食べる (taberu):
to eat
食べ (tabe)+ なければならない食べなければならない
(tabenakereba naranai):
Must eat / have to eat

Natural Uses of 〜なければならない (Nakereba Naranai) In Japanese

As mentioned above, なければならない is used with verbs to say that you “must do something.” When used as a command, it is usually said by a person of higher social status to someone with lower social status (like a parent to their children, a boss to their workers, etc.). Let’s take a look at some examples. 


1. あなたは薬を飲まなければならない
(Anata wa kusuri o nomanakereba naranai.)
You have to take your medicine.

2. 私は会議の前にこの書類を読まなければならない
(Watashi wa kaigi no mae ni kono shorui o yomanakereba naranai.)
I have to read this document before the meeting.

3. 私はテストの前に勉強しなければならない
(Watashi wa tesuto no mae ni benkyō shinakereba naranai.)
I have to study before the test.

4. 彼は明日までに書類を書かなければならない
(Kare wa ashita made ni shorui o kakanakereba naranai.)
He has to finish writing this document by tomorrow.

5. 私は買い物に行かなければならない
(Watashi wa kaimono ni ikanakereba naranai.)
I have to go shopping.

6. 彼女は宿題をしなければならない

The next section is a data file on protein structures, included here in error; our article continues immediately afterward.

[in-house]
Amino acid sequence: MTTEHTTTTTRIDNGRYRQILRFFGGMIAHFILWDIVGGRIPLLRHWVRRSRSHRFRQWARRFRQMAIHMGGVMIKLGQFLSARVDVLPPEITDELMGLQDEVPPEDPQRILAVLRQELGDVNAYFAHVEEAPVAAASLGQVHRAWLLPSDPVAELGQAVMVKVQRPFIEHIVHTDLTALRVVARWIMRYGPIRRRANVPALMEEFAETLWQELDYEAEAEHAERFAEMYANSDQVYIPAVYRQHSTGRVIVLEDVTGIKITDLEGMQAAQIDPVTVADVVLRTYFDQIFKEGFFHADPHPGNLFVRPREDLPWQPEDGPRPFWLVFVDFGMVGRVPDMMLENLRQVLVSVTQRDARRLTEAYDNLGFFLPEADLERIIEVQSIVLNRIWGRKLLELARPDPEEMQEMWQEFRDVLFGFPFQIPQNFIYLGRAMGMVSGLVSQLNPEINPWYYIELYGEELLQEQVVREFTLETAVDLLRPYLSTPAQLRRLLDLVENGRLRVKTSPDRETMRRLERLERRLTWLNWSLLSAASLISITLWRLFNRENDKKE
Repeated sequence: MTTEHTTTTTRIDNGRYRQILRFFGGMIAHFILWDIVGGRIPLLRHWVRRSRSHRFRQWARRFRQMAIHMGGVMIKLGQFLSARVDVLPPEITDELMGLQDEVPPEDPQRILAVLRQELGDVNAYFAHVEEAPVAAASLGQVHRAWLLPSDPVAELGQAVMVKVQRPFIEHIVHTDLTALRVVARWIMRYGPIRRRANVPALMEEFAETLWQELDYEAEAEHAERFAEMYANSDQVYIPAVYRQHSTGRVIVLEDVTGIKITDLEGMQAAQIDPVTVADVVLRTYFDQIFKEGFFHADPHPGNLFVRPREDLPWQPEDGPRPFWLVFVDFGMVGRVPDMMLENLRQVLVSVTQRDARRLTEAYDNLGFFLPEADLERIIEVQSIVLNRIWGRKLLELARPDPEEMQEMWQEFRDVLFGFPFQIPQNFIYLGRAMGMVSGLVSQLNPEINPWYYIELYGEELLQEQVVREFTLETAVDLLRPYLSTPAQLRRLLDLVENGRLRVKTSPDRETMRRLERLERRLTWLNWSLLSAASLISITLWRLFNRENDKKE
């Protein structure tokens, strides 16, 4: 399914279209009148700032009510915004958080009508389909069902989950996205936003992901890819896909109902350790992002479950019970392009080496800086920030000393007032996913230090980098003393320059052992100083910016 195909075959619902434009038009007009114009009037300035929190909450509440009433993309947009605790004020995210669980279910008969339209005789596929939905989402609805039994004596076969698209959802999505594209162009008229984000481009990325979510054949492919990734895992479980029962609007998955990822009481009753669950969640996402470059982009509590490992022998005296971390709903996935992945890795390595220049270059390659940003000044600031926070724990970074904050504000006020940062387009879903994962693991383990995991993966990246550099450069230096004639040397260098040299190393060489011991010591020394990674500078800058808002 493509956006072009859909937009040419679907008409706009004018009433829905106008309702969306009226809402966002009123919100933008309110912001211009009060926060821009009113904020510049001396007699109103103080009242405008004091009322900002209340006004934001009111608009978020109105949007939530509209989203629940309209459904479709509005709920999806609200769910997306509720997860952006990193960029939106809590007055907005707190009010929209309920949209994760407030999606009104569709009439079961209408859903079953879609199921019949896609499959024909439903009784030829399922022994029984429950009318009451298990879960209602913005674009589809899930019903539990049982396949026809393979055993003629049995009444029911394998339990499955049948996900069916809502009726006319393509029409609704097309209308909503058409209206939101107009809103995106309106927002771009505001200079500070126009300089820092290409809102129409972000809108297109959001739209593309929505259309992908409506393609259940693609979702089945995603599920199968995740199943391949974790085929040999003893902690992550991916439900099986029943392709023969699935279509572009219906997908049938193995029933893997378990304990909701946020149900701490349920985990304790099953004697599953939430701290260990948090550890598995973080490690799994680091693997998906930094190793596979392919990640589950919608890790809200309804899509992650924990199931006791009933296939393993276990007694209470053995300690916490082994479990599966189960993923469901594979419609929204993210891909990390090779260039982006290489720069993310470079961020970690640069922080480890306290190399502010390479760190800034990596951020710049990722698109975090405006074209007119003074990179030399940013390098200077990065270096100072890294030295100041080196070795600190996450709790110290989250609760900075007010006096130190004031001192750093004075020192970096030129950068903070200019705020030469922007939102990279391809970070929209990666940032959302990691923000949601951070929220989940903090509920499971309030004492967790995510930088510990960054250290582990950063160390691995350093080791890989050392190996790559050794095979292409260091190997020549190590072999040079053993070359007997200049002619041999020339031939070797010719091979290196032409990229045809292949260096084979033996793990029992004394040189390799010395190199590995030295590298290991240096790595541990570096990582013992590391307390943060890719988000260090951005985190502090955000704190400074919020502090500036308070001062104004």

(Kanojo wa shukudai o shinakereba naranai.)
She has to do her homework.

7. あなたはもっと食べなければならない
(Anata wa motto tabenakereba naranai.)
You need to/should eat more.

8. 私たちは彼と話さなければならない
(Watashitachi wa kare to hanasanakereba naranai.)
We need to talk to him.

なければなりません (Nakereba Narimasen): A More Polite Version

There are a couple of ways to make なければならない (nakereba naranai) sound more polite and formal.  

The first is to change the ならない (naranai) to the negative masu form : なければなりません (nakereba narimasen). This makes the phrase sound more formal and polite.  

You can also replace ならない with いけません (ikemasen). When used with なければ, いけません and なりません mean the same thing, but there is some difference in their usage. We’ll talk about this in more detail later in this article.  

Even though these are more formal and polite expressions, you still would not use them to demand someone to do something if they have a higher social status than you. Even saying this to your friends would come off as demanding or rude. Imagine telling your friend, “You have to play video games with me!”